Monsanto Issued Two GMO Permits Despite Objection From 5 Million Nigerians
The National Biosafety Management Agency (NBMA), the regulatory body for biotechnology in Nigeria, has issued two permits to Monsanto Agriculture Nigeria Limited for the commercial release and market placement of genetically modified (GMO) cotton and the confined field trial of GMO maize.
The two permits were signed by NBMA director-general Rufus Ebegba on May 1, which happened to be a public holiday.
Monsanto has received permits from Nigeria’s biotechnology regulatory body for its Bt cotton and GMO maize. Photo credit: Flickr
According to the Premium Times, this comes despite assurances from Minister of State for Environment Ibrahim Jibril that “Nigeria would not mortgage the safety of its citizens by introducing unproven products into the country.”
The move has sparked widespread condemnation from 100 organizations representing more than 5 million Nigerians, including farmers, faith-based organizations, civil society groups, students and local community groups.
The coalition has previously expressed concerns about the human health and environmental risks of genetically altered crops. They noted that Monsanto’s genetically enhanced crops are designed to tolerate the use of the herbicide glyphosate which was declared as a possible carcinogen by the World Health Organization’s International Agency for Research on Cancer (IARC) in March 2015.
“This is extremely shocking,” Nnimmo Bassey, the director of the Health of Mother Earth Foundation, said in response to the development. “Little wonder officials of NBMA, National Biotech Development Agency (NABDA) and their pro-GMO train have been fighting tooth and nail to fool Nigerians by claiming that GMOs are safe! They approved the poorly concocted applications and issued these permits on a Sunday when government offices do not open. In fact, 2nd May was also a public holiday.”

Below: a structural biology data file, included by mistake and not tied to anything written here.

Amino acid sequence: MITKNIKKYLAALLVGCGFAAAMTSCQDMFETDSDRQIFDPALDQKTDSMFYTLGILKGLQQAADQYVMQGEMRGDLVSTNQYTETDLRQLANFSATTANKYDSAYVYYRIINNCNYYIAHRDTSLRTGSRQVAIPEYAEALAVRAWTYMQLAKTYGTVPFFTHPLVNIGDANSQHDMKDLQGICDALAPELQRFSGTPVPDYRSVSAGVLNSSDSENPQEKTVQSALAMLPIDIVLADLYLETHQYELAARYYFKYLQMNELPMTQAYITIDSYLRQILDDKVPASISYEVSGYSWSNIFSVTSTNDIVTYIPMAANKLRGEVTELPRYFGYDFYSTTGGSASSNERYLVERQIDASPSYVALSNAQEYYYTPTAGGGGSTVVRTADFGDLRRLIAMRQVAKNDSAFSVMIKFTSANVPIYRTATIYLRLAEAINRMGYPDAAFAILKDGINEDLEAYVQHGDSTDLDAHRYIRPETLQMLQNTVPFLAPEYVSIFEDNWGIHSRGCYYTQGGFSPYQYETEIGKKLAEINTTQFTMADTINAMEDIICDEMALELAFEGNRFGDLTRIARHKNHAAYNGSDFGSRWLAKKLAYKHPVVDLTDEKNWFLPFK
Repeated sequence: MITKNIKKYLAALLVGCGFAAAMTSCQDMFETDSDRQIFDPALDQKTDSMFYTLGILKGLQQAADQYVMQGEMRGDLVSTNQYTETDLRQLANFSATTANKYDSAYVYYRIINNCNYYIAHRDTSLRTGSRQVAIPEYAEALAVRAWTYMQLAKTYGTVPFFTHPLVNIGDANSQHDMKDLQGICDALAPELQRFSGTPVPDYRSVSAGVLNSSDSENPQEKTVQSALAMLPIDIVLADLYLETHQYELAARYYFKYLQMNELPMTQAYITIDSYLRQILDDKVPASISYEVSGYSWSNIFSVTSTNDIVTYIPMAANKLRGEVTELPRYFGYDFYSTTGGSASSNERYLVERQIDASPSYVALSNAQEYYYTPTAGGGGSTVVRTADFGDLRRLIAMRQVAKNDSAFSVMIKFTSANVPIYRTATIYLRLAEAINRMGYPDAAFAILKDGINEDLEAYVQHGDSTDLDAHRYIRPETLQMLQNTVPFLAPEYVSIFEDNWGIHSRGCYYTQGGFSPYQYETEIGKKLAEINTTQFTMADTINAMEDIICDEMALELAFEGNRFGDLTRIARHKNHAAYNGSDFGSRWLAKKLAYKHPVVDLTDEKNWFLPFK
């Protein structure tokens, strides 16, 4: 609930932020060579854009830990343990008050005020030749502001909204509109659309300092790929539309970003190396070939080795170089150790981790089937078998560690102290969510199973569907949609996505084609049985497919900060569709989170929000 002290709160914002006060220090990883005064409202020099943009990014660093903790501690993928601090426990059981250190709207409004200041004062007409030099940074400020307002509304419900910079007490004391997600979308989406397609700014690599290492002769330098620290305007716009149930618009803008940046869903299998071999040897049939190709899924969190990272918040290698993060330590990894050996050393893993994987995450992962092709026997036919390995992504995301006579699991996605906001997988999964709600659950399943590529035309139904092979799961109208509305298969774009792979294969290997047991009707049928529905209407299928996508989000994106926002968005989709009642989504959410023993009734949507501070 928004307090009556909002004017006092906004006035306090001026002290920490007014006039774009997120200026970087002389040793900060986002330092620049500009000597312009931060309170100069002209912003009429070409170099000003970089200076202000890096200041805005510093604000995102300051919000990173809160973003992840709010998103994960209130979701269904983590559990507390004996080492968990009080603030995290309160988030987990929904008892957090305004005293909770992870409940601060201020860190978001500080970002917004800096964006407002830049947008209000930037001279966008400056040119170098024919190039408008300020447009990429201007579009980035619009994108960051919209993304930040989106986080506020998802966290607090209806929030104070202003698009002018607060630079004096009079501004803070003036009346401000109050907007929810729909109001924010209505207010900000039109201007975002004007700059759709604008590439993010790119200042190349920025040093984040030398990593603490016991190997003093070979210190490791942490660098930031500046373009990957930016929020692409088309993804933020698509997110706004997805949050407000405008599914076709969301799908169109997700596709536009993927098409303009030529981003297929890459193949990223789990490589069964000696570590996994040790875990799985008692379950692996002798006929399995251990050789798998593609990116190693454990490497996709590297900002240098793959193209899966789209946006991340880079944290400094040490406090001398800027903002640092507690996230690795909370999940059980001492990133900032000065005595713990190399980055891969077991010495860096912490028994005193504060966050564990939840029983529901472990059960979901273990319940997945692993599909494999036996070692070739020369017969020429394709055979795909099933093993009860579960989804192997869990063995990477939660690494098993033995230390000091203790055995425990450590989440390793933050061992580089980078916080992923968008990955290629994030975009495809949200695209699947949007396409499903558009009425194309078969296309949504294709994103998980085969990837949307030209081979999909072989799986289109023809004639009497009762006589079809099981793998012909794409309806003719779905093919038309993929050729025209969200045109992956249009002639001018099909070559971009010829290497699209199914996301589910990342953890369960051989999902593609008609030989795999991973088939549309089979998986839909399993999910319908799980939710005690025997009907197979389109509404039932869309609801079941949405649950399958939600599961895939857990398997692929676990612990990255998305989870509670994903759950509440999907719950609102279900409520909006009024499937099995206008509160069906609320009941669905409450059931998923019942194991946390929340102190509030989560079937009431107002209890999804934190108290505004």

— EcoWatch (@EcoWatch) March 29, 2016
Bassey has been one of the most prominent opponents of genetically modified foods in Nigeria, ever since former Nigerian president Goodluck Jonathan signed the National Biosafety Management Bill into law last year, basically opening the doors to GMOs cultivation in the country.
Bassey has accused NBMA’s governing board of having GMO proponents such as NABDA and the Biotechnology Society of Nigeria as members.
“Those GMO promoters are concerned with ensuring the profit of biotech entrepreneurs rather than the health and environmental concerns of Nigerians,” he told the Premium Times. “A case in point is that NABDA, a member of the Board of NBMA, is a co-sponsor with Monsanto of the application for the field trials of the GMO maize. We are also appalled that an agency saddled with defending Nigeria’s biodiversity is actively promoting these risky technologies.”
Nigeria’s Guardian has published the reasoning behind group’s objection to Monsanto’s recent permits:
In the objection to Monsanto’s applications, the concerned Nigerians stated that in its application MON 15985, Monsanto is using genes referred to as cry2Ab2 and cry1Ac, which produce Bt toxins that have been synthetically manufactured with no history of safe use in nature.
The insertion of the Antibiotic Resistant Marker Gene (ARMG) causes concerns regarding the potential transfer of antibiotic resistance to other living organisms.
This concern, which is dismissed by the applicant, has been raised by a scientific panel of the European Food Safety Authority (EFSA) stating that this particular ARMG should be restricted to field trial purposes and should not be present in GM plants to be placed on the market—unfortunately this is what NBMA has released into the Nigerian market.
NMBA’s latest action has also provoked the NGO Global Prolife Alliance to call on Nigeria’s President Muhammadu Buhari to dismiss the agency’s management and board.
https://twitter.com/GMWatch/status/743153618967232513 date there is no reliable evidence that GM crops pose any health risk whatsoever. Recent FAO, World Health Organization (WHO) and other credible authorities attest to this. The public should therefore trust the agency’s decisions and avoid unscientific information and acts capable of causing public distrust and panic.”
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